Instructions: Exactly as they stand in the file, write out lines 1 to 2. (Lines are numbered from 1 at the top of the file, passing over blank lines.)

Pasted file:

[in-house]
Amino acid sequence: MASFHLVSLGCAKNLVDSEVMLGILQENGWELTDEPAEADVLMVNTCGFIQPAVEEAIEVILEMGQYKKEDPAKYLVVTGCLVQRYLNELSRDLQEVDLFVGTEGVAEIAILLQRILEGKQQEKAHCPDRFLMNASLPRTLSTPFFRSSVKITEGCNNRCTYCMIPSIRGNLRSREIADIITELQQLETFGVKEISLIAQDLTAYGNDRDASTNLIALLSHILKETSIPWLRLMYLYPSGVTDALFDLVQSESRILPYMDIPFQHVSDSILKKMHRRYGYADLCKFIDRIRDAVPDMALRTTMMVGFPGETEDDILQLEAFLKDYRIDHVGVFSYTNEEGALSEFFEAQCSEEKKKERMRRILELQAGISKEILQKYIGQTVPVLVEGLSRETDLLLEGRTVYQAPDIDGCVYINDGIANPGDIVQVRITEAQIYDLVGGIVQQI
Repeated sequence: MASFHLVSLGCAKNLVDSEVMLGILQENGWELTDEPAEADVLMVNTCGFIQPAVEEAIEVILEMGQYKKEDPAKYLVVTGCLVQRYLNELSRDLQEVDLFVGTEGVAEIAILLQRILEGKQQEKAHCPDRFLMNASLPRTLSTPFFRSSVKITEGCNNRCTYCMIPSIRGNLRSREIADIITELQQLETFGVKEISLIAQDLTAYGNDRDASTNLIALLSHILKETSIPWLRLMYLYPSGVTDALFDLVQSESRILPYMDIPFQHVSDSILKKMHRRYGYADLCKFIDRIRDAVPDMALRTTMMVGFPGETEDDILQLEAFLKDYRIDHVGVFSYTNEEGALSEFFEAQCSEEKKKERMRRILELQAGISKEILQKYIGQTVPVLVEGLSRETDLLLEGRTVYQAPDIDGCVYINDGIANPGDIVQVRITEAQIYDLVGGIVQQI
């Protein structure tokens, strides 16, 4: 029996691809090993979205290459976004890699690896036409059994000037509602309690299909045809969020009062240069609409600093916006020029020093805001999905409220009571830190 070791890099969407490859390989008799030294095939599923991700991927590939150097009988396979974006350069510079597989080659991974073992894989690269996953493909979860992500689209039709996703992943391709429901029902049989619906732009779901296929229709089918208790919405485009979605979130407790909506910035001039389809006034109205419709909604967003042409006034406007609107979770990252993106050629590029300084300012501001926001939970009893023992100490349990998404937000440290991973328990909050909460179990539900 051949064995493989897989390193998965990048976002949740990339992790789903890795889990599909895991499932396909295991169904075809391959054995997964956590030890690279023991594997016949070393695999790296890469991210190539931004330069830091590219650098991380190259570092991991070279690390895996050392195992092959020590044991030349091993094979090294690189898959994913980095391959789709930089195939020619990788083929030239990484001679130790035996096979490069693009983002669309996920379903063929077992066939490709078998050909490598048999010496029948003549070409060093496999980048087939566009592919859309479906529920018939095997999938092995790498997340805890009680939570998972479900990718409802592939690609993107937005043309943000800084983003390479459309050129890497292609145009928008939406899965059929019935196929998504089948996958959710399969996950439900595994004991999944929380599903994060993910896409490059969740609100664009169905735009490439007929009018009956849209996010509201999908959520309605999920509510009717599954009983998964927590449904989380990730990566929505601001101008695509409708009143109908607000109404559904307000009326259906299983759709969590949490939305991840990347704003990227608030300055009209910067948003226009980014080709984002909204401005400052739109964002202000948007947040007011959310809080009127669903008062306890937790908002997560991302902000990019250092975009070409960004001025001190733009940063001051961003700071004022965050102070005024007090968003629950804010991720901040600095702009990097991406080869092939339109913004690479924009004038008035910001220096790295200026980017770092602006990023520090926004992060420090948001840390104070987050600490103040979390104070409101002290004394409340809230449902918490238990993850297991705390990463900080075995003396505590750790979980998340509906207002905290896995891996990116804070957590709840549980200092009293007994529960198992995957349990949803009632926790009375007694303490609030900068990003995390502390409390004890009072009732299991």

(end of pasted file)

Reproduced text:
[in-house]
Amino acid sequence: MASFHLVSLGCAKNLVDSEVMLGILQENGWELTDEPAEADVLMVNTCGFIQPAVEEAIEVILEMGQYKKEDPAKYLVVTGCLVQRYLNELSRDLQEVDLFVGTEGVAEIAILLQRILEGKQQEKAHCPDRFLMNASLPRTLSTPFFRSSVKITEGCNNRCTYCMIPSIRGNLRSREIADIITELQQLETFGVKEISLIAQDLTAYGNDRDASTNLIALLSHILKETSIPWLRLMYLYPSGVTDALFDLVQSESRILPYMDIPFQHVSDSILKKMHRRYGYADLCKFIDRIRDAVPDMALRTTMMVGFPGETEDDILQLEAFLKDYRIDHVGVFSYTNEEGALSEFFEAQCSEEKKKERMRRILELQAGISKEILQKYIGQTVPVLVEGLSRETDLLLEGRTVYQAPDIDGCVYINDGIANPGDIVQVRITEAQIYDLVGGIVQQI